Turkey’s state-run news outlet, the Anadolu Agency, on Tuesday published detailed information on the location of U.S. bases in northern Syria.
The base locations that were disclosed are on the front lines of the U.S.-led effort to take down the Islamic State stronghold and de facto capital in Raqqa, Syria.
For the safety of U.S. forces overseas, Military Times is not publishing the base locations.
Ten bases, including two with air strips, were identified in a map by Anadolu Agency’s English website. The Turkish version includes some troop counts and a detailed map of the U.S. armed forces' presence, reports Bloomberg.
In addition to the potential threat to U.S. forces posed by disclosing the base locations, the Anadolu Agency also identified locations with French special forces, according to The Daily Beast.
The locations of the two air bases in Kurdish-controlled Syria had been reported on as far back as March, 2016. But the other locations show that the U.S. operation in the region may be larger than previously thought.
Amid growing tensions between the U.S. and Turkey, the map shows U.S. positions in Kurdish controlled areas of northern Syria. Turkish President Recep Tayyip Erdoğan has largely opposed the Trump administration’s decision back in early May to arm the Kurdish militant group.
Turkey views the YPG as an affiliate of the Kurdistan Workers Party, or PKK, a Turkish separatist movement that has been labeled as a terrorist organization by several nations including Turkey, the U.S. and the European Union.
U.S. Marines with the 11th Marine Expeditionary Unit carry 155mm rounds to an M777 Howitzer gun line in preparation for fire missions in northern Syria as part of Combined Joint Task Force - Operation Inherent Resolve, Mar. 21, 2017.
Photo Credit: U.S. Marine Corps photo/Cpl. Zachery C. Laning
The Pentagon told Military Times that it is aware of the published base locations and has expressed its concerns to the Turkish government.
"For operational security reasons, we do not disclose the locations of coalition forces operating in Syria to defeat ISIS," wrote Department of Defense spokesman Eric Pahon in an email to Military Times. "The release of sensitive military information exposes coalition forces to unnecessary risk and has the potential to disrupt ongoing operations to defeat ISIS."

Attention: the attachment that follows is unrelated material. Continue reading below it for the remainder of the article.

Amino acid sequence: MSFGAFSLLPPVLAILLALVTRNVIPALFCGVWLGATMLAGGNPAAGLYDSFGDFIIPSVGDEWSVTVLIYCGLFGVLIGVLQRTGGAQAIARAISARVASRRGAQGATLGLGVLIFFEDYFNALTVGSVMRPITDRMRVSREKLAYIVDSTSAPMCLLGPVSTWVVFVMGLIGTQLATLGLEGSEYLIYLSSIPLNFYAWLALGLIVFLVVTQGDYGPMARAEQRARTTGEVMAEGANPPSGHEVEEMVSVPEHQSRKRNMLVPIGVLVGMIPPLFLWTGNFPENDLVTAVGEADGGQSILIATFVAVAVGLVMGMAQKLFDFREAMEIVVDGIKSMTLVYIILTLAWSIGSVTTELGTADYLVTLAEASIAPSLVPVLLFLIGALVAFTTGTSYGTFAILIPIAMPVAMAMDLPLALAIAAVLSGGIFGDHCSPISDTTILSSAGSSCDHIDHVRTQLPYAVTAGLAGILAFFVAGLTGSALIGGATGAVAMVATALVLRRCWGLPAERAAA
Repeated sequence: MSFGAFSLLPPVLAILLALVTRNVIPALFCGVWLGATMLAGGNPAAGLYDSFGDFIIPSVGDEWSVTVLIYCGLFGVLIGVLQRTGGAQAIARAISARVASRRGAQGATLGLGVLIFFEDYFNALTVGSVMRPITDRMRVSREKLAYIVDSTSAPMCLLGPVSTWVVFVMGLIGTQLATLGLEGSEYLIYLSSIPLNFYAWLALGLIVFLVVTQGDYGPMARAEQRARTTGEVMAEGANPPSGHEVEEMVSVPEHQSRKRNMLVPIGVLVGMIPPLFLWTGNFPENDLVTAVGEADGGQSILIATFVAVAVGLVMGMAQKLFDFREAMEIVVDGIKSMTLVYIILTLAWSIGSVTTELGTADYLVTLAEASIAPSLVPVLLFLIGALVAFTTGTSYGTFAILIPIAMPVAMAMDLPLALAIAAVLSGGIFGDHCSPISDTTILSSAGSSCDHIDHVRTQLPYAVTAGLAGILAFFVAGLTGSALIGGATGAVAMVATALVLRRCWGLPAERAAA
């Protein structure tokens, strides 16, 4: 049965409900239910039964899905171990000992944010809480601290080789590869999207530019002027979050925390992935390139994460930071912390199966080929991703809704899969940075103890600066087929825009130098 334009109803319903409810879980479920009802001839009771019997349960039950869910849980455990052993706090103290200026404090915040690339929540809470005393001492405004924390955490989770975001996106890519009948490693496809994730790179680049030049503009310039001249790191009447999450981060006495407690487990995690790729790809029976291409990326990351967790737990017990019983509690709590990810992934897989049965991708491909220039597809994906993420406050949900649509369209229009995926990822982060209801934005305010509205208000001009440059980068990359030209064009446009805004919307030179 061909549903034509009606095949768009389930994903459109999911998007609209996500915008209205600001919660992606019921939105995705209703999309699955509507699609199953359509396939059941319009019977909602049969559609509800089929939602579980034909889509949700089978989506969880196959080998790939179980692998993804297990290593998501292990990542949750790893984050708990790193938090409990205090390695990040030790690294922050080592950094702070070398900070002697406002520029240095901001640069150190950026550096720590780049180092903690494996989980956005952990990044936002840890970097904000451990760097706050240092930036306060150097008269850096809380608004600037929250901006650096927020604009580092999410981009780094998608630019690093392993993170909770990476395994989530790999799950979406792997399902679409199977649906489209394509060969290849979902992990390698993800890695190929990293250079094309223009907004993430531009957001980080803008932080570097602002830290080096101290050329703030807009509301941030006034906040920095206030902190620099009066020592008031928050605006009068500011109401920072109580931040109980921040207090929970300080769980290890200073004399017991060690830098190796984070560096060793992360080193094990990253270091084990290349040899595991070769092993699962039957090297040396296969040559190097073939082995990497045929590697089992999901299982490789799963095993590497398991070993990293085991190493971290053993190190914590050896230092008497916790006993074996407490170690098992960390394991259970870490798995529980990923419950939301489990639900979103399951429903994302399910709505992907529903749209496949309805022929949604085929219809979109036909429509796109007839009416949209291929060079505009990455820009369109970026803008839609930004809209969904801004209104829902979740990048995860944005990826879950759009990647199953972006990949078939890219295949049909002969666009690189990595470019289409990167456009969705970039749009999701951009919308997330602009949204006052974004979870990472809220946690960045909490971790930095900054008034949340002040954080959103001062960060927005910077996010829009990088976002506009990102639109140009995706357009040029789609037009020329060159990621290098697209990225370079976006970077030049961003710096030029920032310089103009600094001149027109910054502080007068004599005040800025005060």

The Pentagon could not comment on how the Anadolu Agency got the information it published.
"While we cannot independently verify the sources that contributed to this story, we would be very concerned if officials from a NATO ally would purposefully endanger our forces by releasing sensitive information," wrote Pahon.
Anadolu Agency reporter Levent Tok says the troop locations weren’t leaked by the Turkish government, according to Bloomberg, but that the locations were gathered by Anadolu’s reporters in Syria, as well as from social media posts by Kurdish fighters.
"The U.S. should have thought about this before it cooperated with a terrorist organization," Tok told Bloomberg.
But Aaron Stein of the Atlantic Council told Bloomberg that the locations were most likely leaked to the Anadolu Agency in retaliation for U.S. cooperation with the YPG.
The map also indicates that there has been a buildup of U.S. forces between the YPG and the Turkish-backed Free Syrian Army, or FSA.
Turkish warplanes and Free Syrian Army proxy forces have clashed with U.S.-backed Kurds numerous times over the last several months.
In April, Turkish warplanes struck YPG and Iraqi Peshmerga positions, and in May, FSA forces mortared positions near the Syrian city of Manbij where U.S. forces are located.
These attacks have threatened to undermine the U.S.-backed campaign in Raqqa, where Kurdish militants are in their second month of operations to liberate the de facto ISIS capital.